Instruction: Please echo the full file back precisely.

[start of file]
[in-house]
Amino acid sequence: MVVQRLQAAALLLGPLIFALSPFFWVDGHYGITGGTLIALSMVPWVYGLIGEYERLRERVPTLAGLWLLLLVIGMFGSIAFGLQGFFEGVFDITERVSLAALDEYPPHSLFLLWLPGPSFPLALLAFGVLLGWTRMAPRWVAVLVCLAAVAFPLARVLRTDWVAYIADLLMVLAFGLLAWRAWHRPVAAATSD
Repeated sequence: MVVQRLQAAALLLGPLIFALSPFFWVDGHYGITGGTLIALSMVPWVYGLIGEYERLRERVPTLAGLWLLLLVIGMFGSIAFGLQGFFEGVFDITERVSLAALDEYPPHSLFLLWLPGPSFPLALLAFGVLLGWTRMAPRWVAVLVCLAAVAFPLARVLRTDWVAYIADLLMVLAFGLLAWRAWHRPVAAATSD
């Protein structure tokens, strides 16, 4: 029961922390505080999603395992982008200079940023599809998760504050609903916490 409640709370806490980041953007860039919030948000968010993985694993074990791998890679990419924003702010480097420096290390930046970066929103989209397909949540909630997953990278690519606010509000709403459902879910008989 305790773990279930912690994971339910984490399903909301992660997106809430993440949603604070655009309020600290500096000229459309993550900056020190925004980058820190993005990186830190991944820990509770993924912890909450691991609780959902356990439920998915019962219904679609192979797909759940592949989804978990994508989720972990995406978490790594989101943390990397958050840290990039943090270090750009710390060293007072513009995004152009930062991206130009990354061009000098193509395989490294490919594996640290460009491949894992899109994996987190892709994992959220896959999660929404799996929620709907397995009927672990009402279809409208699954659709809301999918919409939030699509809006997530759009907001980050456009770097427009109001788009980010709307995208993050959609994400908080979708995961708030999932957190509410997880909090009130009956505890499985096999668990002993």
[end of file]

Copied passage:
[in-house]
Amino acid sequence: MVVQRLQAAALLLGPLIFALSPFFWVDGHYGITGGTLIALSMVPWVYGLIGEYERLRERVPTLAGLWLLLLVIGMFGSIAFGLQGFFEGVFDITERVSLAALDEYPPHSLFLLWLPGPSFPLALLAFGVLLGWTRMAPRWVAVLVCLAAVAFPLARVLRTDWVAYIADLLMVLAFGLLAWRAWHRPVAAATSD
Repeated sequence: MVVQRLQAAALLLGPLIFALSPFFWVDGHYGITGGTLIALSMVPWVYGLIGEYERLRERVPTLAGLWLLLLVIGMFGSIAFGLQGFFEGVFDITERVSLAALDEYPPHSLFLLWLPGPSFPLALLAFGVLLGWTRMAPRWVAVLVCLAAVAFPLARVLRTDWVAYIADLLMVLAFGLLAWRAWHRPVAAATSD
């Protein structure tokens, strides 16, 4: 029961922390505080999603395992982008200079940023599809998760504050609903916490 409640709370806490980041953007860039919030948000968010993985694993074990791998890679990419924003702010480097420096290390930046970066929103989209397909949540909630997953990278690519606010509000709403459902879910008989 305790773990279930912690994971339910984490399903909301992660997106809430993440949603604070655009309020600290500096000229459309993550900056020190925004980058820190993005990186830190991944820990509770993924912890909450691991609780959902356990439920998915019962219904679609192979797909759940592949989804978990994508989720972990995406978490790594989101943390990397958050840290990039943090270090750009710390060293007072513009995004152009930062991206130009990354061009000098193509395989490294490919594996640290460009491949894992899109994996987190892709994992959220896959999660929404799996929620709907397995009927672990009402279809409208699954659709809301999918919409939030699509809006997530759009907001980050456009770097427009109001788009980010709307995208993050959609994400908080979708995961708030999932957190509410997880909090009130009956505890499985096999668990002993």